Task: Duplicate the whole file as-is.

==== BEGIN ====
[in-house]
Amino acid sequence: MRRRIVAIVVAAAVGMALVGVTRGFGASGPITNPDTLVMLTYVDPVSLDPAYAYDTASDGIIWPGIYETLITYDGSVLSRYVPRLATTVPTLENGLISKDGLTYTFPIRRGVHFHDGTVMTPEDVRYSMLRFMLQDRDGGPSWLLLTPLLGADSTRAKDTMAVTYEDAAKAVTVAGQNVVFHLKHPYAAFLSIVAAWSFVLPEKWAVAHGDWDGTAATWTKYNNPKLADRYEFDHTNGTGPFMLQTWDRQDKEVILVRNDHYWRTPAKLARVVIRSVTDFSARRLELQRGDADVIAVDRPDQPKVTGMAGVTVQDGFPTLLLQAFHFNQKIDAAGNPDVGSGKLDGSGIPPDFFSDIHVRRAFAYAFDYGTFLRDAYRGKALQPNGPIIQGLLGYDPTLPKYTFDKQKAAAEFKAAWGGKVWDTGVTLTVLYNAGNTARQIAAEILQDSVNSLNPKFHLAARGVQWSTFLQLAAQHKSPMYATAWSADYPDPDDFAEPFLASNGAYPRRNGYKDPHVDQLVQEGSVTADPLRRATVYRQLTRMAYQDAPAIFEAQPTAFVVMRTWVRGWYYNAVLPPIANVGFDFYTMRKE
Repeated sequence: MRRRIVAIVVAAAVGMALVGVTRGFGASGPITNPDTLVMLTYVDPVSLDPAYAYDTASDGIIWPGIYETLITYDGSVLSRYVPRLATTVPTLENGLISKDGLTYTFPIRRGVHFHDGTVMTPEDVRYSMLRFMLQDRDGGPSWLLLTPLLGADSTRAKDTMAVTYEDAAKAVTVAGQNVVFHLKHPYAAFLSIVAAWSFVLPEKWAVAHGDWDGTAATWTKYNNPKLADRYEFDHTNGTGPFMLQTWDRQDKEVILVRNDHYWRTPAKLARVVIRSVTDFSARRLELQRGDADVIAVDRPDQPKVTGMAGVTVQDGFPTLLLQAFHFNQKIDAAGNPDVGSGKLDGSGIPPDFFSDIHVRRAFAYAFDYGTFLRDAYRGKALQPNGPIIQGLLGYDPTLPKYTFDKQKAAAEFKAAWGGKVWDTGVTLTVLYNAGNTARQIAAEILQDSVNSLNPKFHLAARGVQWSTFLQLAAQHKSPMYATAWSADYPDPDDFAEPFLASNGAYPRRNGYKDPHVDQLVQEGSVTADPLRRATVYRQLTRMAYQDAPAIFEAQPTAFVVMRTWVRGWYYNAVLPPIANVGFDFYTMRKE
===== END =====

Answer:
[in-house]
Amino acid sequence: MRRRIVAIVVAAAVGMALVGVTRGFGASGPITNPDTLVMLTYVDPVSLDPAYAYDTASDGIIWPGIYETLITYDGSVLSRYVPRLATTVPTLENGLISKDGLTYTFPIRRGVHFHDGTVMTPEDVRYSMLRFMLQDRDGGPSWLLLTPLLGADSTRAKDTMAVTYEDAAKAVTVAGQNVVFHLKHPYAAFLSIVAAWSFVLPEKWAVAHGDWDGTAATWTKYNNPKLADRYEFDHTNGTGPFMLQTWDRQDKEVILVRNDHYWRTPAKLARVVIRSVTDFSARRLELQRGDADVIAVDRPDQPKVTGMAGVTVQDGFPTLLLQAFHFNQKIDAAGNPDVGSGKLDGSGIPPDFFSDIHVRRAFAYAFDYGTFLRDAYRGKALQPNGPIIQGLLGYDPTLPKYTFDKQKAAAEFKAAWGGKVWDTGVTLTVLYNAGNTARQIAAEILQDSVNSLNPKFHLAARGVQWSTFLQLAAQHKSPMYATAWSADYPDPDDFAEPFLASNGAYPRRNGYKDPHVDQLVQEGSVTADPLRRATVYRQLTRMAYQDAPAIFEAQPTAFVVMRTWVRGWYYNAVLPPIANVGFDFYTMRKE
Repeated sequence: MRRRIVAIVVAAAVGMALVGVTRGFGASGPITNPDTLVMLTYVDPVSLDPAYAYDTASDGIIWPGIYETLITYDGSVLSRYVPRLATTVPTLENGLISKDGLTYTFPIRRGVHFHDGTVMTPEDVRYSMLRFMLQDRDGGPSWLLLTPLLGADSTRAKDTMAVTYEDAAKAVTVAGQNVVFHLKHPYAAFLSIVAAWSFVLPEKWAVAHGDWDGTAATWTKYNNPKLADRYEFDHTNGTGPFMLQTWDRQDKEVILVRNDHYWRTPAKLARVVIRSVTDFSARRLELQRGDADVIAVDRPDQPKVTGMAGVTVQDGFPTLLLQAFHFNQKIDAAGNPDVGSGKLDGSGIPPDFFSDIHVRRAFAYAFDYGTFLRDAYRGKALQPNGPIIQGLLGYDPTLPKYTFDKQKAAAEFKAAWGGKVWDTGVTLTVLYNAGNTARQIAAEILQDSVNSLNPKFHLAARGVQWSTFLQLAAQHKSPMYATAWSADYPDPDDFAEPFLASNGAYPRRNGYKDPHVDQLVQEGSVTADPLRRATVYRQLTRMAYQDAPAIFEAQPTAFVVMRTWVRGWYYNAVLPPIANVGFDFYTMRKE